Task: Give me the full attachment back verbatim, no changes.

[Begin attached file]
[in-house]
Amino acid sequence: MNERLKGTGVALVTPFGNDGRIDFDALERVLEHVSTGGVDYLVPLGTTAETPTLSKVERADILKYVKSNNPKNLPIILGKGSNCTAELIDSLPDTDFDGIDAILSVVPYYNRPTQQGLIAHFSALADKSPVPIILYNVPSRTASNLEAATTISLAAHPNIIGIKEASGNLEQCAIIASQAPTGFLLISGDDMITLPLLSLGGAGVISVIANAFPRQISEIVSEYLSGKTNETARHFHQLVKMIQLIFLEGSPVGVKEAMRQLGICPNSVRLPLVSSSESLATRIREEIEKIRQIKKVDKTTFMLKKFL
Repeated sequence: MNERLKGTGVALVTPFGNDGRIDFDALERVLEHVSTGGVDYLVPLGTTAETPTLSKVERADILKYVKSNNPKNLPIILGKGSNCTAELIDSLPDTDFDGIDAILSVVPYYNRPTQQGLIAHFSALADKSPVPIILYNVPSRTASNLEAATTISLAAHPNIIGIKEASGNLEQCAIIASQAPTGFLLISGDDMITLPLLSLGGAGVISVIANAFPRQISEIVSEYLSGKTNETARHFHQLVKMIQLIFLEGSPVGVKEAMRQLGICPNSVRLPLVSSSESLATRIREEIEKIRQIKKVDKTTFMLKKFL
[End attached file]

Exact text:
[in-house]
Amino acid sequence: MNERLKGTGVALVTPFGNDGRIDFDALERVLEHVSTGGVDYLVPLGTTAETPTLSKVERADILKYVKSNNPKNLPIILGKGSNCTAELIDSLPDTDFDGIDAILSVVPYYNRPTQQGLIAHFSALADKSPVPIILYNVPSRTASNLEAATTISLAAHPNIIGIKEASGNLEQCAIIASQAPTGFLLISGDDMITLPLLSLGGAGVISVIANAFPRQISEIVSEYLSGKTNETARHFHQLVKMIQLIFLEGSPVGVKEAMRQLGICPNSVRLPLVSSSESLATRIREEIEKIRQIKKVDKTTFMLKKFL
Repeated sequence: MNERLKGTGVALVTPFGNDGRIDFDALERVLEHVSTGGVDYLVPLGTTAETPTLSKVERADILKYVKSNNPKNLPIILGKGSNCTAELIDSLPDTDFDGIDAILSVVPYYNRPTQQGLIAHFSALADKSPVPIILYNVPSRTASNLEAATTISLAAHPNIIGIKEASGNLEQCAIIASQAPTGFLLISGDDMITLPLLSLGGAGVISVIANAFPRQISEIVSEYLSGKTNETARHFHQLVKMIQLIFLEGSPVGVKEAMRQLGICPNSVRLPLVSSSESLATRIREEIEKIRQIKKVDKTTFMLKKFL